By Carrie Chappell
Paris Heretics, 2022
Genre: Poetry
Reviewed by Bee Baldwin

Carrie Chappell’s Loving Tallulah Bankhead is an enchanting celebration of the non-conforming, untraditional, “fallen” women of the South with stage/film actress and Alabama native Tallulah Bankhead as its star. Tallulah starred in movies such as Alfred Hitchcock’s Lifeboat and appeared as Catherine the Great in A Royal Scandal, and she was nearly Gone with the Wind’s Scarlett O’Hara. However, despite this acclaim, Tallulah Bankhead has been viewed as anything but Alabama’s darling due to her reputation as a wild party girl, avid civil rights supporter, and sexually liberated woman (all things a proper southern belle should not be, according to many).

With poet Carrie Chappell’s piercing imagery and candid language, as well as artist Lauren Patterson’s gorgeous illustrations which offer a fabulous visual component to the poetry, Loving Tallulah Bankhead commemorates the act of breaking away from the South’s suffocating gender roles (or “Southern Belle Hell”) and embracing one’s own sexuality, individuality, and “ruined” nature.

In this book, the relationship between poet and muse is tangible and intimate. Tallulah is a physical presence in the poems as she stands at the side of the speaker as they wear only pearls in the Alabama night (“Tallulah Sits Beside Me on the Banks of the Cahaba River”), ride wild down Alabama highways and cartwheel like “nymphs” in “Tallulah and I Drive the Hoop Skirt,” and share a bath together in “Lifeboat.” Tallulah Bankhead is “a haunted house.” She acts as another voice in the poems, showing off her quick-as-a-whip wit and humor in many of the pieces: “Well, certainly Alabama isn’t all mud puddle! / Just look at me! Oh, Darling! Whatever chigger bit me, I bit back!” Tallulah Bankhead is alive once again in Chappell’s poetry, untamed and boisterous as ever.

Despite it being nearly one hundred years since Tallulah was in the prime of her career, her home state of Alabama and its “southern values” have not done much to progress with the times. In many ways—as is noted by Chappell in her poetry—the South has held on tight to rigid societal expectations, racism, homophobia, and the patriarchy. The women who refuse to conform are labeled as ruined women, “no-no’s” just like Tallulah Bankhead. Chappell expounds on how the (white) South’s values become a prison for women by stating, “…I count the rings / Of shame in my jewelry box. I count the rings / Of shame in my mother’s jewelry box. / Honor in Alabama must be a sparkling shackle.”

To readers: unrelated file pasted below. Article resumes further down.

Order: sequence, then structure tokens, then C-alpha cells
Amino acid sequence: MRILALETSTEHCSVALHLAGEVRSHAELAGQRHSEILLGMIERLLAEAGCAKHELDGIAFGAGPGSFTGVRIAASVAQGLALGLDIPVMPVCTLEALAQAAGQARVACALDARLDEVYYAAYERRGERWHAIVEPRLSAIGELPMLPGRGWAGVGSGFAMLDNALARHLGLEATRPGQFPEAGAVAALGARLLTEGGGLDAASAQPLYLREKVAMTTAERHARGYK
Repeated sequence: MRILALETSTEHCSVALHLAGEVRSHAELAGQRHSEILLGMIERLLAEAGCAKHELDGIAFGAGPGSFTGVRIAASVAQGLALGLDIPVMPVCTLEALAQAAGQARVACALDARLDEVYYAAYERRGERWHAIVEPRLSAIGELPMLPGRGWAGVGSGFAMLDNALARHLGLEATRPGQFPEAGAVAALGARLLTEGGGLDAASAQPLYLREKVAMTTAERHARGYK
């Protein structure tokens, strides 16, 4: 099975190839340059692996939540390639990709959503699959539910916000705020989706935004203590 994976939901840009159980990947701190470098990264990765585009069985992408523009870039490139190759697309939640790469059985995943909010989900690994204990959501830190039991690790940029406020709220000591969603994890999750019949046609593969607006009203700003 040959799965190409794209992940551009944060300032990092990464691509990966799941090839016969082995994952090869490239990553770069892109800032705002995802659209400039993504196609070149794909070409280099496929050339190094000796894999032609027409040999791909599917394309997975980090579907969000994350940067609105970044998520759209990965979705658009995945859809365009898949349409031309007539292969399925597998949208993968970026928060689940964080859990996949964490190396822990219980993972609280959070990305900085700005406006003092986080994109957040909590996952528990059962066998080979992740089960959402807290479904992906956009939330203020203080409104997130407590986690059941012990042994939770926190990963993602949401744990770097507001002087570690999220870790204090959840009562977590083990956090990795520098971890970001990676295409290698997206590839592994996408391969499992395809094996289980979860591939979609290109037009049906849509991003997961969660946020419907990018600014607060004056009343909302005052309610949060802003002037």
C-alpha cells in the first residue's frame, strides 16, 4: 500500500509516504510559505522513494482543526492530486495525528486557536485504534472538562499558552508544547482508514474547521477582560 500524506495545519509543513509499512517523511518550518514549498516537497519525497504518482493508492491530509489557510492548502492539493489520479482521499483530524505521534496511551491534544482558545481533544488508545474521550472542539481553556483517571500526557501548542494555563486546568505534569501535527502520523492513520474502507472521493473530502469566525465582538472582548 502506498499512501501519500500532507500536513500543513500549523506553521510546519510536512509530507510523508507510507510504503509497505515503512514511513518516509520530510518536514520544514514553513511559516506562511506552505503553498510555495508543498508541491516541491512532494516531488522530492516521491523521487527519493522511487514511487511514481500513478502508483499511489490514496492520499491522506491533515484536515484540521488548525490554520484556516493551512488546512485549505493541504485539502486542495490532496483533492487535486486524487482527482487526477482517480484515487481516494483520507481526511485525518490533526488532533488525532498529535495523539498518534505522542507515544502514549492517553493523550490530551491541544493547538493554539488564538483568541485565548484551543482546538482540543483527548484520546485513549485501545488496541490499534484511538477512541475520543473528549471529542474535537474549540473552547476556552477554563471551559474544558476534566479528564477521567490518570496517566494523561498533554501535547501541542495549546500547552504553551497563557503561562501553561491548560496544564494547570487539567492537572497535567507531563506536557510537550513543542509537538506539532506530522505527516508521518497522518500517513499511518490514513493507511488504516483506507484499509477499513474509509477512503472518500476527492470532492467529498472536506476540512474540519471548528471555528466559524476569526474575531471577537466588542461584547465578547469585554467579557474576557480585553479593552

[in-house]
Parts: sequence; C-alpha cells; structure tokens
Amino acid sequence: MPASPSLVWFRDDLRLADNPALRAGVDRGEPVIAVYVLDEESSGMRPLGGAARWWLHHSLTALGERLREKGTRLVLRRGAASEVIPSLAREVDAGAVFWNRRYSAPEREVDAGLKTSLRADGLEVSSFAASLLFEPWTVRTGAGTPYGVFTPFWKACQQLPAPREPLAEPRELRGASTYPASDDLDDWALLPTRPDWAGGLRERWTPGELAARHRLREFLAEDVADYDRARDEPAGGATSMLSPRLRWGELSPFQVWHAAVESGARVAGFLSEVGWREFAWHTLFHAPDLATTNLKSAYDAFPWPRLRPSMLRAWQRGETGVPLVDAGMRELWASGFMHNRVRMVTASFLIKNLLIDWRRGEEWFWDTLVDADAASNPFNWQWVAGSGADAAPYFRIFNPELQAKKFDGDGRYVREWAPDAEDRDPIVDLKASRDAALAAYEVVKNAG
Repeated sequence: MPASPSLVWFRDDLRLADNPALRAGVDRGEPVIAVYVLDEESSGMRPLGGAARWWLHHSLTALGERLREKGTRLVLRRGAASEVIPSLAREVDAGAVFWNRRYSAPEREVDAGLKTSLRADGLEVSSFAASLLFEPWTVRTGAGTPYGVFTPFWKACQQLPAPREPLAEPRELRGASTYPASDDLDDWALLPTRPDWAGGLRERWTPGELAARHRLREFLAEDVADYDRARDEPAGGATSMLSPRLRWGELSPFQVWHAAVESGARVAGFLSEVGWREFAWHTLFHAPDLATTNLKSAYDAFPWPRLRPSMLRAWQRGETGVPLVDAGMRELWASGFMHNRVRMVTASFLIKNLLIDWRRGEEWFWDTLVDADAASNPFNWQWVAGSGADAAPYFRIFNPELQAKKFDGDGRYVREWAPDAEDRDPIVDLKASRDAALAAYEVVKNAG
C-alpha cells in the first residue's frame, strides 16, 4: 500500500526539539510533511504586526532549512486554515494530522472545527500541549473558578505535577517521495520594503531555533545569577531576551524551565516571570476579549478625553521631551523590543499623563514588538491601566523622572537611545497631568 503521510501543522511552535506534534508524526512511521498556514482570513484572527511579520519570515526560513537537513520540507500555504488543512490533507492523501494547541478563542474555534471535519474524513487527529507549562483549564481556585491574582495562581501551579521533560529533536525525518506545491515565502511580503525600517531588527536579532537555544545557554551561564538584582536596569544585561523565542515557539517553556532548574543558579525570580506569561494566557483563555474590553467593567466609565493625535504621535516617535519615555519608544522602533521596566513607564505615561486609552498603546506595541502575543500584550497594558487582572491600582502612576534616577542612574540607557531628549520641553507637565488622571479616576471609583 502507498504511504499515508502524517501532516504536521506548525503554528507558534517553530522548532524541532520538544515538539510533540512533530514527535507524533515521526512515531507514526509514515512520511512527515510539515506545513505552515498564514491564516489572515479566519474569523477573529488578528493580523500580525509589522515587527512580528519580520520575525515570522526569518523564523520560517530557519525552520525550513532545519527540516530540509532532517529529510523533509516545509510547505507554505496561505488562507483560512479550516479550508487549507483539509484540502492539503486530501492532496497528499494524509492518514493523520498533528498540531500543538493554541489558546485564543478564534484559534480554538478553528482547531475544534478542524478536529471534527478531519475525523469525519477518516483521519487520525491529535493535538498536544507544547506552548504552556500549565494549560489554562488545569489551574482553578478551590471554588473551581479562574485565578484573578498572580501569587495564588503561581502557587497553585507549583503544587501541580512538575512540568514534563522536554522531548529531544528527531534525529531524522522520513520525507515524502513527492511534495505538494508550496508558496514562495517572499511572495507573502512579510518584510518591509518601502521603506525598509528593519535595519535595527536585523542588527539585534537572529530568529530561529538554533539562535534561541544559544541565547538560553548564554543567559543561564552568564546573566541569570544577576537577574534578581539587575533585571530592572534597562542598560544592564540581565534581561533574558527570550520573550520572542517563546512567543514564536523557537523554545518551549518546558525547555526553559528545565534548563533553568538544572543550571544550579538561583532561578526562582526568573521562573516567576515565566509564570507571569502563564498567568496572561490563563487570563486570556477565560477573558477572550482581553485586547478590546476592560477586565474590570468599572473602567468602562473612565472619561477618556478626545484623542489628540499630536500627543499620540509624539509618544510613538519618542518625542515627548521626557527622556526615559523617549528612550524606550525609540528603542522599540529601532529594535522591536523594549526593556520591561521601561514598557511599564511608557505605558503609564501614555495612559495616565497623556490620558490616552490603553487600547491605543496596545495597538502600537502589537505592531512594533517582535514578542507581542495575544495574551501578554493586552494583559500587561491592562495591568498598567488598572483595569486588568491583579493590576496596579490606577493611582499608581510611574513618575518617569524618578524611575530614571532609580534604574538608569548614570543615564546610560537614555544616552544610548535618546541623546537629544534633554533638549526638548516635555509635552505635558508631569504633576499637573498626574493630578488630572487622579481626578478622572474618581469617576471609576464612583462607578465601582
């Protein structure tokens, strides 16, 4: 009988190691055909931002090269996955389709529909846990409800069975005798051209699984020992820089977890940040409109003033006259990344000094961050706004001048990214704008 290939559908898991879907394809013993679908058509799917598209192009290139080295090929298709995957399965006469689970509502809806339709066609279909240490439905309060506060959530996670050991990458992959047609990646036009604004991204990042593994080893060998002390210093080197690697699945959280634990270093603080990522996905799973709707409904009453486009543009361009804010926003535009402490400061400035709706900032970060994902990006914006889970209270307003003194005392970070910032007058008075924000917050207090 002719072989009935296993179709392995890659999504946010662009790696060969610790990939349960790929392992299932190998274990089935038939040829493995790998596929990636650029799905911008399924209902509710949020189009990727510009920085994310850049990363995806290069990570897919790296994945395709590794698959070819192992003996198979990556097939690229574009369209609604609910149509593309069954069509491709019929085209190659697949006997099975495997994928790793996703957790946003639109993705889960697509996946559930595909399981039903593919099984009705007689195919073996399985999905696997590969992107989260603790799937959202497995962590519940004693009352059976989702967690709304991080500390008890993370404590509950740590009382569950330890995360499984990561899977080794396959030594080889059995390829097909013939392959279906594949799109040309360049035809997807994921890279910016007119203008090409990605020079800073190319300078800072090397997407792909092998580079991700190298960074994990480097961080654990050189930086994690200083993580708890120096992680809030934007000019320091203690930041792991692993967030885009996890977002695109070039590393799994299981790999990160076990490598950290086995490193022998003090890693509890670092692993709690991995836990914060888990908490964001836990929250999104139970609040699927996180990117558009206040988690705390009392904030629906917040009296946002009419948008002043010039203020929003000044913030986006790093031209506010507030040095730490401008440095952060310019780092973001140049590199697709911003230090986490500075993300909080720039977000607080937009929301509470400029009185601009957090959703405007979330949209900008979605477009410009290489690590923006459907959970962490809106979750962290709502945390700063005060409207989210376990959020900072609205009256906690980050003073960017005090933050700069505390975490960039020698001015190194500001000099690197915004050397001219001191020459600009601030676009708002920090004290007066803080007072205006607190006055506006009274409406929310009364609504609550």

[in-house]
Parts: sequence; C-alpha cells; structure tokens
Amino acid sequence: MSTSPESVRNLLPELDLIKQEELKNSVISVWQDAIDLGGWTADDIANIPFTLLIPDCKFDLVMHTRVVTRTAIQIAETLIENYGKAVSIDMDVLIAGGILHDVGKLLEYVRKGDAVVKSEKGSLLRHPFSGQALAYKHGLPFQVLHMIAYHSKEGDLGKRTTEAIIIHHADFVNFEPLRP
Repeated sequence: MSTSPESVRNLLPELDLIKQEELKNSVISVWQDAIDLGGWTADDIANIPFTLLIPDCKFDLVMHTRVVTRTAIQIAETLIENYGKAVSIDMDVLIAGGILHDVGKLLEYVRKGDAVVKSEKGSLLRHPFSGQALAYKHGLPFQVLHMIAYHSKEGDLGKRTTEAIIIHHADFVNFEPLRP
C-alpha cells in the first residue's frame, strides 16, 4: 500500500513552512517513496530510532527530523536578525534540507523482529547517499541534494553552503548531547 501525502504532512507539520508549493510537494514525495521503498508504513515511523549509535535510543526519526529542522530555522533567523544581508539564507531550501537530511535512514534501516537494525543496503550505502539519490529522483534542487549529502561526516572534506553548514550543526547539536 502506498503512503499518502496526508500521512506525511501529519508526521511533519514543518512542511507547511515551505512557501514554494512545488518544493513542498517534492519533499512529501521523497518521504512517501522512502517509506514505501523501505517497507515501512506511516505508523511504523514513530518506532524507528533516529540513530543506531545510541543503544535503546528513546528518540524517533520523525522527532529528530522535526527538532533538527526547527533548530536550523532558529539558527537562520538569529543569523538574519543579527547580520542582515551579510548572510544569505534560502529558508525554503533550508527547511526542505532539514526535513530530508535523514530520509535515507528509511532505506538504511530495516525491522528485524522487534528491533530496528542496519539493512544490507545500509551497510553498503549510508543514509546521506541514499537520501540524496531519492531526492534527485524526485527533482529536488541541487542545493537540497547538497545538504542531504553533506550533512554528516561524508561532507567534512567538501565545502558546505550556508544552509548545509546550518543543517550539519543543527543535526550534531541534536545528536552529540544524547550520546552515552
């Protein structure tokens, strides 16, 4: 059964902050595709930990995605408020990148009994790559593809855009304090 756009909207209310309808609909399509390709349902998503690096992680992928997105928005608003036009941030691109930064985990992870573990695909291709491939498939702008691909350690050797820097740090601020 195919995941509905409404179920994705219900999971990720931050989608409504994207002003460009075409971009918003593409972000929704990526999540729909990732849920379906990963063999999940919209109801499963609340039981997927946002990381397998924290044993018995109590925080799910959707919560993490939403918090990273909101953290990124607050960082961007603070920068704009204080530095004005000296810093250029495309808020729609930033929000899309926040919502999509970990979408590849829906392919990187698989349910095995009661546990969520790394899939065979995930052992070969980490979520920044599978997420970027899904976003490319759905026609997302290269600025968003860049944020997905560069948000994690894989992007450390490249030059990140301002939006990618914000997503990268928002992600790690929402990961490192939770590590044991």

Even though I was raised in Alabama and called it my home for the past twenty-three years, I’m embarrassed to say that I somehow never heard of Tallulah until I read this book. How could I, a queer Alabama native, not know anything about this self-proclaimed “ambidextrous,” liberal, firecracker of a woman who came from Huntsville, Alabama? Even my mother, who was born and has lived in the Heart of Dixie for most of her life, did not know much about Tallulah Bankhead, and perhaps this is because of Tallulah’s reputation within her home state. This is something that Loving Tallulah Bankhead makes very clear in its first poem: “I understood / Why the white women of my state had said no-no to her, / Why she was an artifact of the silver screen but no darling / Ginger Rogers, no bless-her-heart Vivian Leigh. / No-no.”

Chappell dedicates Loving Tallulah Bankhead to the “spooky, ruined women of Alabama”; the women who do not fit the polite, perfect southern belle cookie-cutter mold their grandmothers and great-grandmothers welded for them; the women who think untraditionally, who live untraditionally, and who love untraditionally.

“I ask [Tallulah], Shall I choke them with my decency, / Nurture nurturing, or shall I kiss them shut, / As I spread these lines and wide open my wanton?

Bee Baldwin is currently finishing up their master’s degree in Creative Writing at the University of South Alabama. They have acted as editor-in-chief of Oracle Fine Arts Review, South Alabama’s creative writing journal, and they have worked with the Stokes Center for Creative Writing.